The past couple of days has been stressful for the owners of some of the ethereum-based ERC-20 tokens. Their smart contracts turned out to have a bug that allowed attackers to create an unlimited amount of tokens.
Having learned about this vulnerability, OKEx, Poloniex, Changelly, Quoine, HitBTC and other exchanges have suspended ERC-20 token deposits and withdrawals while reviewing all smart contracts for exposure to the reported batchOverflow bug.
The good news is that CRPT tokens are devoid of such problems. Let’s see why:
1. Bulletproof algorithms
The vulnerability of the affected smart contracts’ transfer function lies in the “_value” parameter which determines the total number of tokens generated. If the smart contract of the token is not secure, this parameter can be manipulated, which in turn affects the number of tokens being transferred. As a result, the attacker could potentially create an almost infinite amount of tokens.
To understand the issue, take a look at this (admittedly exaggerated) example:
Let’s assume that a memory register’s capacity is 999 999. If we take 500 000 and multiply that by 2, we get 1 000 000?—?but the memory won’t register it. Instead, the result of (500 000 x 2) will be displayed as 0. This is a classic integer overflow issue, also known as batchOverflow in case of the ERC-20 tokens in question.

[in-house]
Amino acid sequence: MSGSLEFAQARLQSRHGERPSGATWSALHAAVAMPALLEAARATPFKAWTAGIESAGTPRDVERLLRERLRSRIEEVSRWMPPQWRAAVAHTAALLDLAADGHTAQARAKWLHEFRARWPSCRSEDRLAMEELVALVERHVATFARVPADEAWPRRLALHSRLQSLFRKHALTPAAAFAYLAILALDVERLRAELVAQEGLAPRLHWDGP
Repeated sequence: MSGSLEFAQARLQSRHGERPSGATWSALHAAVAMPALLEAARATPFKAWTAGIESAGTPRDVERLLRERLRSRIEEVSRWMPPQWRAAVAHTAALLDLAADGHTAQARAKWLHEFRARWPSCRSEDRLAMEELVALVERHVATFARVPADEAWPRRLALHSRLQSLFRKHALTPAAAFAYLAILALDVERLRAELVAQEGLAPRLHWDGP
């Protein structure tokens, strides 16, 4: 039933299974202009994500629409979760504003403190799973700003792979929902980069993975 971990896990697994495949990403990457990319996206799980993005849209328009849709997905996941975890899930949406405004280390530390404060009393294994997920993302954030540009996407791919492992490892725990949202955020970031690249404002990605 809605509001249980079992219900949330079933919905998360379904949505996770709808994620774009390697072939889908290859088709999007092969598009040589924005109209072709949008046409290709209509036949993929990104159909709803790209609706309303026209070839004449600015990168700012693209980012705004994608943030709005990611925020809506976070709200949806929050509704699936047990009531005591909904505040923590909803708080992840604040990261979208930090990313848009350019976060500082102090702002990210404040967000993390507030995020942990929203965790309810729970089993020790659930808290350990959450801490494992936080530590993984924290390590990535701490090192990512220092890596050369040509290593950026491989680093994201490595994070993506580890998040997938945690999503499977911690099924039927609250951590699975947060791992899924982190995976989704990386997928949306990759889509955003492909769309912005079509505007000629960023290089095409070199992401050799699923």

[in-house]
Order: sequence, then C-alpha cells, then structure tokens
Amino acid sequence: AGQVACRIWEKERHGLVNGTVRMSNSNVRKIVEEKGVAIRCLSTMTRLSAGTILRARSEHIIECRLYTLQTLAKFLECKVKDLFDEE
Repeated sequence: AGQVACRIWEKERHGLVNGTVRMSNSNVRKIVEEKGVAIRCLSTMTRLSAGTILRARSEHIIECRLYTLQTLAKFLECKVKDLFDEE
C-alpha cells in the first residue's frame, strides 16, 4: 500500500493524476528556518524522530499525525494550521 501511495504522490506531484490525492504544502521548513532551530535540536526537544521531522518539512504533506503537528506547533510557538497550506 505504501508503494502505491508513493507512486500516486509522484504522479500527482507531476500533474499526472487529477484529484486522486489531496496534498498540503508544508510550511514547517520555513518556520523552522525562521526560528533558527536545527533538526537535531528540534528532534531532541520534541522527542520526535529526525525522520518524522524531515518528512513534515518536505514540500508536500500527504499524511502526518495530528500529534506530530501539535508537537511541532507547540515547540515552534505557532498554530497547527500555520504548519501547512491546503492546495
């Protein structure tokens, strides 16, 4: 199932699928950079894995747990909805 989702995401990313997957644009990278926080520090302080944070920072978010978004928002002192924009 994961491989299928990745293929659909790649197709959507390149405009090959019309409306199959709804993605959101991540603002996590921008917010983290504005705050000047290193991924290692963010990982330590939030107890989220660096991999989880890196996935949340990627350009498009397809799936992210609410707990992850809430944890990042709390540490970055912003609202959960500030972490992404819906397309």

Crypterium doesn’t have such a vulnerability. We have no addition or multiplication functions within our smart contract. We have a subtraction function instead: whenever a transaction is made, some CRPT tokens get burned.
2. Smart contract approved by Ambisafe
Our team responsible for the CRPT smart contract has 5 years of experience in blockchain solutions. We have also secured a technical audit from Ambisafe, a respected U.S. Blockchain solutions company that specializes in the development and promotion of smart contracts.
“Contract functions are well protected from unauthorized access, and don’t perform any external calls, effectively eliminating broad variety of usual problems. Calculations are protected against overflows while at the same time not wasting excess gas. (…) Contract can be safely used as is,”?—?Ambisafe’s conclusion on Crypterium smart contract says.
3. No alerts from PeckShield
Blockchain security startup PeckShield was the one to come across a critical vulnerability in multiple Ethereum smart contracts. It has also developed a system that monitors ERC-20 token transactions.
As this entry in PeckShield’s blog suggests, the system “will automatically send out alerts if any suspicious transactions (e.g., involving unreasonably large tokens) occur”. So far, more than a dozen ERC-20 smart contracts have shown vulnerability to batchOverflow. CRPT is not on the list, and we’re 100% sure we won’t be sent such an alert.